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Advice on the management of extensive stem bleeding of oak

This webpage only offers guidance on how to manage extensive stem bleeding on oak (the condition that might be caused by bacteria).

Recommended course of action

Our understanding of the exact cause of this condition is limited at present so it is difficult to make fully informed recommendations about the management of affected trees.  Until better information is available the following course of action is recommended:

  • Record the number and location (preferably using 10 point GPS readings) of symptomatic trees and the severity of their condition.  Severity can be indicated by the number and size of bleeding patches on the stem, the distance between bleeding patches and the condition of the tree canopy (crown density).
  • Record the distribution of the symptomatic trees relative to site features (e.g. low-lying territory, slope, water courses, roads, public access points etc.).
  • Unless there is immediate concern about safety, infected trees should be left in place and monitored.  If possible cordon the trees off to prevent access to them.  It is unknown how the causal agents spread, but several potential agents have been found in the bleeds pouring from the trees so this could be a source of infection.  Therefore minimise contact with bleeds to reduce the possibility of transfer from tree to tree.
  • If however only a limited number of trees appear to be infected on a site and most are of the same oak species, it may be prudent to fell and destroy the infected individuals to reduce the risk of infecting healthy trees and to keep inoculum levels low.
  • Never use parts of infected trees (leaves, bark, wood) for mulch or compost.
  • Inform the public about the condition of the oaks by erecting information notices about the condition at various access points to the woodland - example of notice that could be used.
  • Pruning infected trees is discouraged as it may increase the risk of disease spread and weaken the tree by reducing its capacity to contain or overcome the bacterial infection, and also make it more susceptible to secondary infections. 

Recommended precautions when felling symptomatic trees

  • Avoid felling when conditions or trees are wet as this may increase the chances of spreading the pathogen(s).
  • If trees are heavily infected and dying or dead and need to be felled, the ideal solution would be to strip off the outer bark and the sapwood on site after felling and burn it.  Rapid destruction of stripped bark is recommended to prevent the possibility of spreading the disease.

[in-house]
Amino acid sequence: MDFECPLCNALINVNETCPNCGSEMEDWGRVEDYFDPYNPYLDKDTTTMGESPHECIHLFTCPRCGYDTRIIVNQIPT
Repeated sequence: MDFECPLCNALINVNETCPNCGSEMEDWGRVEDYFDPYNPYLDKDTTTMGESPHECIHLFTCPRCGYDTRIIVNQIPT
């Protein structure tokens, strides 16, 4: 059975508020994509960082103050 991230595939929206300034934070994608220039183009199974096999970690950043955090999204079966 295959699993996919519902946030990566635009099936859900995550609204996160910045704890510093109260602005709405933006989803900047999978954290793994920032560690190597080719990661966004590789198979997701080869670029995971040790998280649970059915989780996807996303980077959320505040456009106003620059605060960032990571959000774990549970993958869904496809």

• It is recommended that barked trees, logs or branches are not moved off site. 
  • Planking logs can be undertaken on site to facilitate removal of the bark (and sapwood), but caution should be exercised about the use of the wood because it is not known if the disease affects timber properties.
  • It is unknown whether or if so for how long the causal agents survive in the wood but it seems reasonable to expect that following kiln-drying to below 20% moisture content, preferably using a high temperature treatment protocol, bacteria would be unlikely to survive.
  • Felling or pruning equipment must be disinfected after use.  Also consider brushing mud and debris off soles of boots and spraying boots and vehicle tyres with disinfectant before leaving the site (see table below).
  • Until more is known about the condition and which oak species are susceptible, avoid replanting the entire site with the same oak species as the diseased ones.  The risk could be reduced by only replanting with mixtures of species including no more than 25% of the susceptible species.
  • It is unknown whether young nursery trees can be infected with the disease and as yet there is no evidence of this occurring in Britain.  However, as a precaution be wary of collecting and planting acorns or young trees from infected sites.  Be especially cautious about using planting material from infected sites for plantings elsewhere.
  • Do not transfer felled symptomatic trees to newly planted sites as a natural source of deadwood habitat.
Disinfectants that could be used for cleaning boots and vehicle tyres after being on site with infected oak trees
DisinfectantConcentrationExposure timeHealthy and safety
Virkon 5% Spray and allow to dry Virkon material data sheet (PDF-28K)
Ethanol or industrial methylated spirits (methanol) 70% Spray and allow to dry Ethanol and ethyl alcohol material data sheet 
LYSOL® spray Undiluted Spray and allow to dry LYSOL® spray material data sheet (PDF-46K)

Note: all disinfectants should be used in accordance with the recommended safety precautions (refer to the material safety data sheet for each product).

                                       

What's of interest

Managing acute oak decline
Managing acute oak decline
(PDF-1150K)
Forestry Commission Practice Note 15.